Received: 1 November 2017 / Revised: 15 November 2017 / Accepted: 22 November 2017 / Published: 27 November 2017
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Abstract
Flood maps alone are not sufficient to determine and assess the risks to people, property, infrastructure, and services due to a flood event. Simply put, the risk is almost zero to minimum if the flooded region is “empty” (i.e., unpopulated, has not properties,
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Flood maps alone are not sufficient to determine and assess the risks to people, property, infrastructure, and services due to a flood event. Simply put, the risk is almost zero to minimum if the flooded region is “empty” (i.e., unpopulated, has not properties, no industry, no infrastructure, and no socio-economic activity). High spatial resolution Earth Observation (EO) data can contribute to the generation and updating of flood risk maps based on several aspects including population, economic development, and critical infrastructure, which can enhance a city’s flood mitigation and preparedness planning. In this case study for the Don River watershed, Toronto, the flood risk is determined and flood risk index maps are generated by implementing a methodology for estimating risk based on the geographic coverage of the flood hazard, vulnerability of people, and the exposure of large building structures to flood water. Specifically, the spatial flood risk index maps have been generated through analytical spatial modeling which takes into account the areas in which a flood hazard is expected to occur, the terrain’s morphological characteristics, socio-economic parameters based on demographic data, and the density of large building complexes. Generated flood risk maps are verified through visual inspection with 3D city flood maps. Findings illustrate that areas of higher flood risk coincide with areas of high flood hazard and social and building exposure vulnerability. Full article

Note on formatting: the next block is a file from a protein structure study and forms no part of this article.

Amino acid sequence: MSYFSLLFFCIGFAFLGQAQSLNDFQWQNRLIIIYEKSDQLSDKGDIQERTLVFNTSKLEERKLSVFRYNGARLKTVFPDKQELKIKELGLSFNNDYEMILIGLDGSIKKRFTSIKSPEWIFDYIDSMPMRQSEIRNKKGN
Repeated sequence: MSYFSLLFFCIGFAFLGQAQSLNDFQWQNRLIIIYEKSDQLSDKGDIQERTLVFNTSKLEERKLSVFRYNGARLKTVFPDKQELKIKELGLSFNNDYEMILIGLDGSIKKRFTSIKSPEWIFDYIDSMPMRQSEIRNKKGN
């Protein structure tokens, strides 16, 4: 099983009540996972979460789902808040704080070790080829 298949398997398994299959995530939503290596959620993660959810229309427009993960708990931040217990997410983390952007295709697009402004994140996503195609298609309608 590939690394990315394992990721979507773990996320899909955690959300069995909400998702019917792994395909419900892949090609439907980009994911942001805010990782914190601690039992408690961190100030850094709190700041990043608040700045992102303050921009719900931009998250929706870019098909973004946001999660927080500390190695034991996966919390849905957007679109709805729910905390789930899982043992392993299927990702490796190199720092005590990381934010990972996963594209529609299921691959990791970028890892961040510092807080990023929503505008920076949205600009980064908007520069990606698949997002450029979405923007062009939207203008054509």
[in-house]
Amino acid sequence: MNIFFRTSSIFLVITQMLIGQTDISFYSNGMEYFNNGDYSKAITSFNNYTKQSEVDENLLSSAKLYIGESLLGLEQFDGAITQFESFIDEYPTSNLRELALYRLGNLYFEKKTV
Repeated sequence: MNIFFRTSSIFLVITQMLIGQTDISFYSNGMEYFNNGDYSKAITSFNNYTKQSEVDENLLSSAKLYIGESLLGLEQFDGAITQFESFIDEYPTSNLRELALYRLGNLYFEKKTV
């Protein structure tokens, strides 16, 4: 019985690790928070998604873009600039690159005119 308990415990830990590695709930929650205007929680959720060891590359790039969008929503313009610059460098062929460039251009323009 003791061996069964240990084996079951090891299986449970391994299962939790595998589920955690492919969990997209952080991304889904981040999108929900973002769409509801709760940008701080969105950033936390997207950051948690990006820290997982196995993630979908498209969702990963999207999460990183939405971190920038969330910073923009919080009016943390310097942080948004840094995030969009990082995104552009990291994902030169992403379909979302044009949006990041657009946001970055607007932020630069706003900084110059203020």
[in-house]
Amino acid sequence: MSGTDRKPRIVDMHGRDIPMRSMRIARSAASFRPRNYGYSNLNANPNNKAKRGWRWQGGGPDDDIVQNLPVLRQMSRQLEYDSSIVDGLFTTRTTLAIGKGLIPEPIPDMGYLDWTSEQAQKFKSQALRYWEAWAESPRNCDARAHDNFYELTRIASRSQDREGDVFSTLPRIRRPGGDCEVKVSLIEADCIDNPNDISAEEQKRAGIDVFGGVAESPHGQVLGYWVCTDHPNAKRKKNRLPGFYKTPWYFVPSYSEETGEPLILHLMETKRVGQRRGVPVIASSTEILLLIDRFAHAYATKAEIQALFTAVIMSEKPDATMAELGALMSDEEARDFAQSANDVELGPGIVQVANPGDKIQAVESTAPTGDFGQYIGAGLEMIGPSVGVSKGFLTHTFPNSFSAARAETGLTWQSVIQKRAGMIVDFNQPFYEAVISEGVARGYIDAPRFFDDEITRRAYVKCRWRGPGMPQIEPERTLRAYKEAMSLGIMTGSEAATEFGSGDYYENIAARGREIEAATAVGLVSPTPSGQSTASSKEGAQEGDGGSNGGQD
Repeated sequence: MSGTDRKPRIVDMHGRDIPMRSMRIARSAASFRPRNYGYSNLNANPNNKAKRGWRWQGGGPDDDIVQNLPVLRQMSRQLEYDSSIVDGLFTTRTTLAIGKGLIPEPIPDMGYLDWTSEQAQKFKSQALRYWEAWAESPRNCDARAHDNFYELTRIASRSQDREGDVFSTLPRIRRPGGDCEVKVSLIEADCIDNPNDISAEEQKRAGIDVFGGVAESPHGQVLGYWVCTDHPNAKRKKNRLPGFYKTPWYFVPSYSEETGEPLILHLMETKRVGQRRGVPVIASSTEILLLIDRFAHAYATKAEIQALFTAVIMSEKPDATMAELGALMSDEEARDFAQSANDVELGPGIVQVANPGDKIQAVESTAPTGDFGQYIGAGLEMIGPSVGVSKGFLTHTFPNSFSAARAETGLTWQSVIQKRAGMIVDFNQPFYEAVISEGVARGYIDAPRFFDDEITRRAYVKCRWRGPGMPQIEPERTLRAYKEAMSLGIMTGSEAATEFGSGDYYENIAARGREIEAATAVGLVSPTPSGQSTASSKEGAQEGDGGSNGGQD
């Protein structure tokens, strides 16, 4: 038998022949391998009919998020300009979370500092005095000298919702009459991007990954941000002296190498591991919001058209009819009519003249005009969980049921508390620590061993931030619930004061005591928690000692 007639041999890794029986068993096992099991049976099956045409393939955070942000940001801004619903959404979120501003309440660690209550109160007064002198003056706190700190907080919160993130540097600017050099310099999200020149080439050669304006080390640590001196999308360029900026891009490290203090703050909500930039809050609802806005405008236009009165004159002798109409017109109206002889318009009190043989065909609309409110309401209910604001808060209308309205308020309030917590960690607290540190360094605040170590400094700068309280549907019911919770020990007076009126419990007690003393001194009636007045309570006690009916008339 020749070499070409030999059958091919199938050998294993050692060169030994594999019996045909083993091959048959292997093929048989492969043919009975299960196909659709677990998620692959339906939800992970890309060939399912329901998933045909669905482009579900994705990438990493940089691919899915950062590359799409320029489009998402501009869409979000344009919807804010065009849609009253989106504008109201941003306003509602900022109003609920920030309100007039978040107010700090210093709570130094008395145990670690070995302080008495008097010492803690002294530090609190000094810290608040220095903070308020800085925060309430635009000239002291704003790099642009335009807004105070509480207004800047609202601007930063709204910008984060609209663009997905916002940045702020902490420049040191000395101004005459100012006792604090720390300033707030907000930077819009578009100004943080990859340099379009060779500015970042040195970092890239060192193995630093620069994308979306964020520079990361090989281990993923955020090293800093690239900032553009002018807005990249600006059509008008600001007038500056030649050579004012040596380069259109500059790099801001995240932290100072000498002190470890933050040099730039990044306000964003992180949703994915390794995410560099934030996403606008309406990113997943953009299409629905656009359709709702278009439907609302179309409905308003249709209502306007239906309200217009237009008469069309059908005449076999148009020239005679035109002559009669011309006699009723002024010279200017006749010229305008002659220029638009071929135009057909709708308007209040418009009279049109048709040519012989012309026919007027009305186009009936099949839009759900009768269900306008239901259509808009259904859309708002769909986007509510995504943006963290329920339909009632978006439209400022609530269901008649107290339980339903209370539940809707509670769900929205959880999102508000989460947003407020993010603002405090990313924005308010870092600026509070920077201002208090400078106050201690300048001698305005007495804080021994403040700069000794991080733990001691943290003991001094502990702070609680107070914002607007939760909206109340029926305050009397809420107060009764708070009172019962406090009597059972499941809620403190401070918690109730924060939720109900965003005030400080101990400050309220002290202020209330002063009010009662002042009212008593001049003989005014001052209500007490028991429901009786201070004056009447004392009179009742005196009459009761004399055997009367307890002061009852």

(This article belongs to the Special Issue Integrated Risk Analysis and Management of Floods)
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Open AccessArticle Investigation of Hydrogeological Structures of Paiko Region, North-Central Nigeria Using Integrated Geophysical and Remote Sensing Techniques
Geosciences 2017, 7(4), 122; https://doi.org/10.3390/geosciences7040122
Received: 29 September 2017 / Revised: 8 November 2017 / Accepted: 21 November 2017 / Published: 24 November 2017